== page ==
José J. Veiga

José J. Veiga


Considered the master and greatest name of Brazilian surrealism, José J. Veiga was born in Goiás, Brazil, in 1915, and took his degree in law from Universidade do Brasil, in Rio, in 1944. In 1940, he started working as a journalist and editor. Following World War II, he went to London to work for BBC radio, and there he stayed until 1950. Upon his return to Rio, he became an editor for O Globo and later for Tribuna da Imprensa, both afternoon newspapers.

He worked for Brazilian Reader’s Digest, where he was the editor for Condensed Books. In 1958, Veiga’s literary debut, PLATIPLANTO’S LITTLE HORSES, shared the Monteiro Lobato Short Story Prize with two other candidates, and in 1960 the same collection won the Fábio Prado Prize. Already a classic in Brazilian literature, José J. Veiga died in 1999. Companhia das Letras acquired rights to his complete works, which started to be republished in 2015.


In this novel – a mysterious puzzling tale, perfectly told –, a small town is stricken by the strangest of plagues: the sudden visitation, nearby, of silent, self-sufficient men. No one knows who the strangers are, where they came from, or what they want. But with every passing day, something unaccountable happens. The once-carefree town is overcome with tension as the Carter, the storekeeper, the blacksmith, a courting couple, among others, are victimized. Confused and frightened, some people become secretive, some taciturn. A few stand their ground in the face of pressure and provocation, but most bend or reverse their values. Then, from the stranger’s campsite, packs of howling dogs spread through the streets and gardens, invading houses, chasing down inhabitants. They bark, snarl, and whine for days. When, as if by magic, the dogs disappear, hundreds of plundering oxen descend upon the town. Houses are besieged, residents corralled, the land and air poisoned with excrement.

Suddenly – as if obeying a silent order – they disappear. Dogs, oxen, the townspeople’s self-destructive reaction: Are the mysterious strangers responsible? Are the animal invaders mere instruments of oppression or are they the men themselves in another guise? No one knows, and no one knows why the visitors themselves leave as suddenly and unpredictably as they arrived. A novel or an apologue? The reader must decide.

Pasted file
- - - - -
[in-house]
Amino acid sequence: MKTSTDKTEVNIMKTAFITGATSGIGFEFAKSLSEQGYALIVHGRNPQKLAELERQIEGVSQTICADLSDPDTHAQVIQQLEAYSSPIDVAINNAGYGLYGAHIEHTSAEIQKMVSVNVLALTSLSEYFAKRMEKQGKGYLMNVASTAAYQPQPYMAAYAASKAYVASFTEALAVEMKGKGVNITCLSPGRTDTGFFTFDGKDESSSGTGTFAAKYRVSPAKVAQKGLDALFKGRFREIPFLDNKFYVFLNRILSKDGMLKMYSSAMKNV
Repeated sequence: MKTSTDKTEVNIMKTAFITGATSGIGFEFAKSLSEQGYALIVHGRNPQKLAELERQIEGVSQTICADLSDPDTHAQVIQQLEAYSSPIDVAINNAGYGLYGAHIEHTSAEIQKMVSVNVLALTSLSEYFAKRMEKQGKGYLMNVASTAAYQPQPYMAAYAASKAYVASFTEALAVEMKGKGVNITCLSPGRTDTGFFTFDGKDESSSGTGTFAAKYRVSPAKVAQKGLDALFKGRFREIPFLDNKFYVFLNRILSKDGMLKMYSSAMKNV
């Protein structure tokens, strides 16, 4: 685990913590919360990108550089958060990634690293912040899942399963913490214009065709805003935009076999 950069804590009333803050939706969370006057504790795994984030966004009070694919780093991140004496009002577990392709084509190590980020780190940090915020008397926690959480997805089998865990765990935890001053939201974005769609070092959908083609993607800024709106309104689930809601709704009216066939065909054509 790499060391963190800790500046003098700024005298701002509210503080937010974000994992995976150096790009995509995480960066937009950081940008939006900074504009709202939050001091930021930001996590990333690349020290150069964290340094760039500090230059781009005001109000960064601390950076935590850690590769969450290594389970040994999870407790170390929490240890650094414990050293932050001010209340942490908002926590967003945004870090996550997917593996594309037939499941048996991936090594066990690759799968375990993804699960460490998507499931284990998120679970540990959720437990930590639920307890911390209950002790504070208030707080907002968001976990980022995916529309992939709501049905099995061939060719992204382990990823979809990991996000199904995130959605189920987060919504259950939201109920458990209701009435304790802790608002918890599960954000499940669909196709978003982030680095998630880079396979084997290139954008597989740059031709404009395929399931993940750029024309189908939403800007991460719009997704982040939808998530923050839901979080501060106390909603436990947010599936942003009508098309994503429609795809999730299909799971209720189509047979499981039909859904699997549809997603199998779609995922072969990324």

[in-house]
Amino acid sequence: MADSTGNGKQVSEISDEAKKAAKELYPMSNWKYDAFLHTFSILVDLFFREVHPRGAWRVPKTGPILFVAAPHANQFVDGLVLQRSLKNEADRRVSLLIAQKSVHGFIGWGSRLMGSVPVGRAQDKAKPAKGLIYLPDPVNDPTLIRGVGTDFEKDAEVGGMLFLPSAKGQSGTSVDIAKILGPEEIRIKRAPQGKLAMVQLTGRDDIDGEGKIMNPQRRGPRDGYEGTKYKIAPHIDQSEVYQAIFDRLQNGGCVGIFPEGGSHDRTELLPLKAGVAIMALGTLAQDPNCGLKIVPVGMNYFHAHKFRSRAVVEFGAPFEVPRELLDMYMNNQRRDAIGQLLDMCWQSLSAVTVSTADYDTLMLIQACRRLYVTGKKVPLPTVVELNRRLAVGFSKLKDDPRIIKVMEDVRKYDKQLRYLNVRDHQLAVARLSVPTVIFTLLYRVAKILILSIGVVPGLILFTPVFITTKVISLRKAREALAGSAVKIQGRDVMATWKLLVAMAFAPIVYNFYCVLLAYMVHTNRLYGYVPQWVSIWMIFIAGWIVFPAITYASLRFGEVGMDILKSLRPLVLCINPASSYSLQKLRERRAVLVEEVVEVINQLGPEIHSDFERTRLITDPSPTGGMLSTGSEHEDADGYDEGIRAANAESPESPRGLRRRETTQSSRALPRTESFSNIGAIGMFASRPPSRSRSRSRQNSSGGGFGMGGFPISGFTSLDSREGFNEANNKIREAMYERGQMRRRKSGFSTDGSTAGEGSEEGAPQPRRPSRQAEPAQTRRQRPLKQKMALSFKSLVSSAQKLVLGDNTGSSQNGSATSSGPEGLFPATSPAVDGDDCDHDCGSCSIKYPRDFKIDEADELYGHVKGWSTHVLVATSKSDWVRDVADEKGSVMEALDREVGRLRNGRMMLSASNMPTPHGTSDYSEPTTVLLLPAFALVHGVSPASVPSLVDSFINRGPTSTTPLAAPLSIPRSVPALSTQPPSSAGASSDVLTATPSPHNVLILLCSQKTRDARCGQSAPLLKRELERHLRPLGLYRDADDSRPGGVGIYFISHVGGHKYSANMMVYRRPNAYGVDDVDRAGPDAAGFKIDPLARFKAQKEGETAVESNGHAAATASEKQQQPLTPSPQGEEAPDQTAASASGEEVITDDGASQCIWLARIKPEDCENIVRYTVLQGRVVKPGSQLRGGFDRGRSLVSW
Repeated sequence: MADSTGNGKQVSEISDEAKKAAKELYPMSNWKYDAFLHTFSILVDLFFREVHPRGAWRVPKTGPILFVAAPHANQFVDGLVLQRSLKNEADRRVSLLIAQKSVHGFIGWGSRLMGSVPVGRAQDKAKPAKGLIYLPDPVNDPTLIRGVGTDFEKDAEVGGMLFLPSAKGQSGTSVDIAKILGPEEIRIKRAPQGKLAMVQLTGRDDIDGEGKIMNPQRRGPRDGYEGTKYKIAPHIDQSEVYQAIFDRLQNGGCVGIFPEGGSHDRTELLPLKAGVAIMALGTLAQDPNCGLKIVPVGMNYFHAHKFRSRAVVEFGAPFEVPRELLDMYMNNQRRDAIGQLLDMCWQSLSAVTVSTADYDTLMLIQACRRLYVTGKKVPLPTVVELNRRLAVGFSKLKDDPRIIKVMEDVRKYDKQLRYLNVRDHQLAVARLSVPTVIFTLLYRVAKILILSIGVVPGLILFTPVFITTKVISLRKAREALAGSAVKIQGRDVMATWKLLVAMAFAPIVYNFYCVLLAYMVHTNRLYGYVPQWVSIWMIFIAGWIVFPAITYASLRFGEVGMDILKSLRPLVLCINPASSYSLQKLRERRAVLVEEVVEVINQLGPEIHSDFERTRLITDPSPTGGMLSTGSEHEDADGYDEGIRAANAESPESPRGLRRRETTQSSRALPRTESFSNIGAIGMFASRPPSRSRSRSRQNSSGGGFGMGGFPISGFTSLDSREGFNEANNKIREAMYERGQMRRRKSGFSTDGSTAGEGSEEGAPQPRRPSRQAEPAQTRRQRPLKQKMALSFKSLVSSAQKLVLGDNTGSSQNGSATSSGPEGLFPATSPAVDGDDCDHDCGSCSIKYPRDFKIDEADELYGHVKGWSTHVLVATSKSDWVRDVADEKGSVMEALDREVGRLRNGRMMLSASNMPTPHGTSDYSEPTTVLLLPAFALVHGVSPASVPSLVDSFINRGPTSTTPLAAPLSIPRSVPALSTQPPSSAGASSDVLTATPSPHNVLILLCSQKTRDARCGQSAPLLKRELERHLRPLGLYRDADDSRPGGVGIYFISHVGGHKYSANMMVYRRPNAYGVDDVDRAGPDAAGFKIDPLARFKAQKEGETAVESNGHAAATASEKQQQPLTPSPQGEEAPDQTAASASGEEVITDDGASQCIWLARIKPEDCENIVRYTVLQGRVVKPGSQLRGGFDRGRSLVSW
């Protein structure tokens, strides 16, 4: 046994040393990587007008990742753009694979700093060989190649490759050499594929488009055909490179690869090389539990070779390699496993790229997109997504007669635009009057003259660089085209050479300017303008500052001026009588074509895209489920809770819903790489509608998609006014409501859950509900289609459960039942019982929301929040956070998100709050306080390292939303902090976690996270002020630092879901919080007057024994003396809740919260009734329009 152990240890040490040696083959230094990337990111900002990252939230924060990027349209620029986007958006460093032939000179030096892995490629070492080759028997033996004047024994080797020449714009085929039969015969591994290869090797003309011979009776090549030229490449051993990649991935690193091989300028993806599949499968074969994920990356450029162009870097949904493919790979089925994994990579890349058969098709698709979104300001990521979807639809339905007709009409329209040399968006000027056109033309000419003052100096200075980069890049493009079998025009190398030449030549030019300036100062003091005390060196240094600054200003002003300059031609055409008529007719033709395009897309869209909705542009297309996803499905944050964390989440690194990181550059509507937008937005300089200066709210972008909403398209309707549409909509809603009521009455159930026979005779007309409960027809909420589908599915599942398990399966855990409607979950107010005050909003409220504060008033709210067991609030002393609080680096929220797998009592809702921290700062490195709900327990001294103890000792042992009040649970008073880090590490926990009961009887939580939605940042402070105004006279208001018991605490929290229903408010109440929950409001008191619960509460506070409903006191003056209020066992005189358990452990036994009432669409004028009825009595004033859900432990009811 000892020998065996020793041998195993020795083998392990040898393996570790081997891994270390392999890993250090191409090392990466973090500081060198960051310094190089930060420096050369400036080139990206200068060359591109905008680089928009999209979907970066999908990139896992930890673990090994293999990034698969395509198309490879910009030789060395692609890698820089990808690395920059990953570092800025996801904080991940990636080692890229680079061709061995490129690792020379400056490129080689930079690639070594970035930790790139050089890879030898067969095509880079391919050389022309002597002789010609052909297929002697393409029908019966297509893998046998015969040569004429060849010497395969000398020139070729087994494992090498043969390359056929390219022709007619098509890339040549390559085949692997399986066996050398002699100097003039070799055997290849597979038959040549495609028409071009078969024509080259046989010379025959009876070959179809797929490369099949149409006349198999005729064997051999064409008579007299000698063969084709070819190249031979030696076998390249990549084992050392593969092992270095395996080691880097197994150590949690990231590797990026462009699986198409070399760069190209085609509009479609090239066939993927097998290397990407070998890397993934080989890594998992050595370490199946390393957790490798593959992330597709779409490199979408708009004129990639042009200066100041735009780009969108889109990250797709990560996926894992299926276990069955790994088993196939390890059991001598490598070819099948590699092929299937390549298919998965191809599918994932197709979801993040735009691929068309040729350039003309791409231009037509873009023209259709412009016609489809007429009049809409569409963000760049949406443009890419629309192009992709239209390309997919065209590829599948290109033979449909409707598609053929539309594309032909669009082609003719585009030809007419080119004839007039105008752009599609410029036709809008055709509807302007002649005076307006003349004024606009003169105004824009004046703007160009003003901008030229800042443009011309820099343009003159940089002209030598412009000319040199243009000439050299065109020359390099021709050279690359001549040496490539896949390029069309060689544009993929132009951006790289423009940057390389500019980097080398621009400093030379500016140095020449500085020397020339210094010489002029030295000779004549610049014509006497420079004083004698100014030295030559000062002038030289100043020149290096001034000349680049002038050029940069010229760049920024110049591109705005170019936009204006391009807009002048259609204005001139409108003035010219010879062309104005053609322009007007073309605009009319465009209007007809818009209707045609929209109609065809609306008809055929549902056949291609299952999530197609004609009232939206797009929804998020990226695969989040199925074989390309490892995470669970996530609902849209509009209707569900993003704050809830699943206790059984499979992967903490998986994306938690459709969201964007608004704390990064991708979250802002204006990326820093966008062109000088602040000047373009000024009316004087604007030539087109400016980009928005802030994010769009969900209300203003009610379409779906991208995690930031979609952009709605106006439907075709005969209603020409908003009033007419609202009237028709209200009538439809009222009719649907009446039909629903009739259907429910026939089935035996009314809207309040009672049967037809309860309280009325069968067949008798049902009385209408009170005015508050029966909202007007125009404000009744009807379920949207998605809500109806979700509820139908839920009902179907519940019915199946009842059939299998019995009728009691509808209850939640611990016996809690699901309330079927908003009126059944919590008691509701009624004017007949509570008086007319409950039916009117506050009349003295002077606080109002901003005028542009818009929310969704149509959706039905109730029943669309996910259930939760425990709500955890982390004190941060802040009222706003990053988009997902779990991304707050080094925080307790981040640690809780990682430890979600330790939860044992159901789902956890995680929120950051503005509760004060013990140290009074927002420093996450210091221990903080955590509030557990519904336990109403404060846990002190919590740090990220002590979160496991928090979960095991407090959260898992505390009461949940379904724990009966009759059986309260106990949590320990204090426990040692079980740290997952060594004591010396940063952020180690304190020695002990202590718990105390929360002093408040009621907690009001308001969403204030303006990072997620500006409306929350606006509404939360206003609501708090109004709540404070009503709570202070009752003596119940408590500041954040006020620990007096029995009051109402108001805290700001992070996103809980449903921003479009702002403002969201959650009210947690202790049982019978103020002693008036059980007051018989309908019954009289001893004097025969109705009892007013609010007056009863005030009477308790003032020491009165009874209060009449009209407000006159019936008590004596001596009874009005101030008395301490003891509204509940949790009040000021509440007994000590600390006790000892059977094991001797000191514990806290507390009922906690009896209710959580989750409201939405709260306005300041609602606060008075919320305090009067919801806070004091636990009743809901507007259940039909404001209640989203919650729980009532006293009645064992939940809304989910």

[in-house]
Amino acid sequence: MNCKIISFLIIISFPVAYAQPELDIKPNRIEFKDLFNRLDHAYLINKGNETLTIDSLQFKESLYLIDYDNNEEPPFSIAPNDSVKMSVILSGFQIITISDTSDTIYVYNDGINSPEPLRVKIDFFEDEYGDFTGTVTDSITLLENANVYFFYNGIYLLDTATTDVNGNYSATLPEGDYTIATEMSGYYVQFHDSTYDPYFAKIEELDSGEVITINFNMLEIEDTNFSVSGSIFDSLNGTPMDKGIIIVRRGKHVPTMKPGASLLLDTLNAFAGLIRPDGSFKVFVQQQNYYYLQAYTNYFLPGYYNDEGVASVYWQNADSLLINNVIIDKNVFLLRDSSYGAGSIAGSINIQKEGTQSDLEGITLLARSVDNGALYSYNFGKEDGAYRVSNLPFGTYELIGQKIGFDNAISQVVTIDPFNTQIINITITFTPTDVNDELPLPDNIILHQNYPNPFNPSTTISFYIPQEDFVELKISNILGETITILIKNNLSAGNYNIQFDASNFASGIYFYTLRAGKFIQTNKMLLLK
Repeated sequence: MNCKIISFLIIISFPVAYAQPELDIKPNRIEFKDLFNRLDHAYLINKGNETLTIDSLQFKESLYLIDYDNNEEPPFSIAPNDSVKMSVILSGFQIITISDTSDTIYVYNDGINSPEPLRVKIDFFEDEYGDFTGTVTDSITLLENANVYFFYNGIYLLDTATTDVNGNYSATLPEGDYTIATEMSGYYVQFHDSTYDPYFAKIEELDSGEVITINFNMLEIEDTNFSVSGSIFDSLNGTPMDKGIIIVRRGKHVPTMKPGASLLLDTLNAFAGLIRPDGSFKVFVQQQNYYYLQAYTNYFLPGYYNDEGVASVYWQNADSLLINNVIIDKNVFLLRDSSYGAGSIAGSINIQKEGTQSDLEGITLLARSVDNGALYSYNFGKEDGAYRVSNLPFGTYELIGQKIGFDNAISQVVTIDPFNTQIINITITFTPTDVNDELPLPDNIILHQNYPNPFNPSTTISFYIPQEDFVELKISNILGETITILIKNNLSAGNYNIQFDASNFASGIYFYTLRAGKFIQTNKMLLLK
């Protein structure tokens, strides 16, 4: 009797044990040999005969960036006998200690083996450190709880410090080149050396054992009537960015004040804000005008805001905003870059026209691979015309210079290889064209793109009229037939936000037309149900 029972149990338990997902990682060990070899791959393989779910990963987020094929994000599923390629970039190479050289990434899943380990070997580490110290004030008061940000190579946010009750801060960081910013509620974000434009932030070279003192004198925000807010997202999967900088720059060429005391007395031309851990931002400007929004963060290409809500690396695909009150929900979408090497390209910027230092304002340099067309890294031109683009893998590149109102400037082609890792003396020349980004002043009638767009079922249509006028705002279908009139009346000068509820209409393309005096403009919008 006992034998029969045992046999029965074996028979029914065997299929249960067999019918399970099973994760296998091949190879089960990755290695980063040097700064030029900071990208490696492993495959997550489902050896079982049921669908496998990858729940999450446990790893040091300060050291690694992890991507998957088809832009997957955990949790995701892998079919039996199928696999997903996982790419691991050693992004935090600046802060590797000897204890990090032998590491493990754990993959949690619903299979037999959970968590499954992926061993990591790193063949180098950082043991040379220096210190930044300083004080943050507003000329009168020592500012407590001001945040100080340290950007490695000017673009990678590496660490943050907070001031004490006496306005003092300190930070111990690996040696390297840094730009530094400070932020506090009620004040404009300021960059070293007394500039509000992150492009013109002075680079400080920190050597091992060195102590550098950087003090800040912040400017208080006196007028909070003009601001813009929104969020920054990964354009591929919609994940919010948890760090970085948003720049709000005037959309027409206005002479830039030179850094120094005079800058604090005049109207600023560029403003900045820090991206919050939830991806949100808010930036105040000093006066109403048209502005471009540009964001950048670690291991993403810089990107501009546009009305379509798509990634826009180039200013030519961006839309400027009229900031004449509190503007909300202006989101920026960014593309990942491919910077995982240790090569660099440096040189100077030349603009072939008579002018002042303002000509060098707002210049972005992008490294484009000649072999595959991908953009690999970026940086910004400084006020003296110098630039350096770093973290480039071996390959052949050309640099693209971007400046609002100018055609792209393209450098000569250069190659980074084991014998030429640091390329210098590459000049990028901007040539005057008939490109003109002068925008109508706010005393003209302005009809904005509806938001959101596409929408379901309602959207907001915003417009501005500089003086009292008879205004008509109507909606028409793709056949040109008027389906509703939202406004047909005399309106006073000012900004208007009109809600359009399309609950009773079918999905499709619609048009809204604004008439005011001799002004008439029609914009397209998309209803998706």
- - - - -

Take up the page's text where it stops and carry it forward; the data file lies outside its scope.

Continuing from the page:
Full English translation.

Publication/Status: Originally published by Civilização Brasileira (Brazil) in 1966. Republished by Companhia das Letras (Brazil) in 2015. Published by Alfred A. Knopf (USA) in 1970; by Atheneum (Holland) in its collection of classics, and by Deli Dolu (Turkey) in 2017. 


The narratives that make up THE MISPLACED MACHINE AND OTHER STORIES combine the element of terror with refining touches of tenderness, lightness, and lyricism. Some are poignant, some macabre, some ironically funny, but all imaginatively interweave mystery and fantasy with reality.

Full English translation.

Publication/Status: Originally published by Civilização Brasileira (Brazil). Republished by Companhia das Letras (Brazil) in 2015. Published by Alfred A. Knopf (USA) in 1970.


José J. Veiga’s literary debut. It is a collection of 12 short stories on reminiscences, most of them about childhood, in which the narrator involves himself emotionally with great intensity. They are fables on the dissolution of the world in its structure, while the characters become deeply immersed in the absurd of the narrative.

Winner of Paulo Prata’s Award and Monteiro Lobato Short Story Prize.

Publication/Status: Originally published by Civilização Brasileira (Brazil) in 1959. Republished by Companhia das Letras (Brazil) in 2015. [160 pages]


This novel tells the story of the people from a small town in the countryside, oppressed by the powerful company located there. The company enforces absurd behavior rules on the population, driving the inhabitants into panic and fear and triggering a mood of chaos and distrust in the village.

Publication/Status: Originally published by Civilização Brasileira (Brazil) in 1972. Relaunched by Companhia das Letras (Brazil) in 2015. Published by Atheneum (Holland) in its collection of classics. Sold to Novovinilo (Galicia). [144 pages]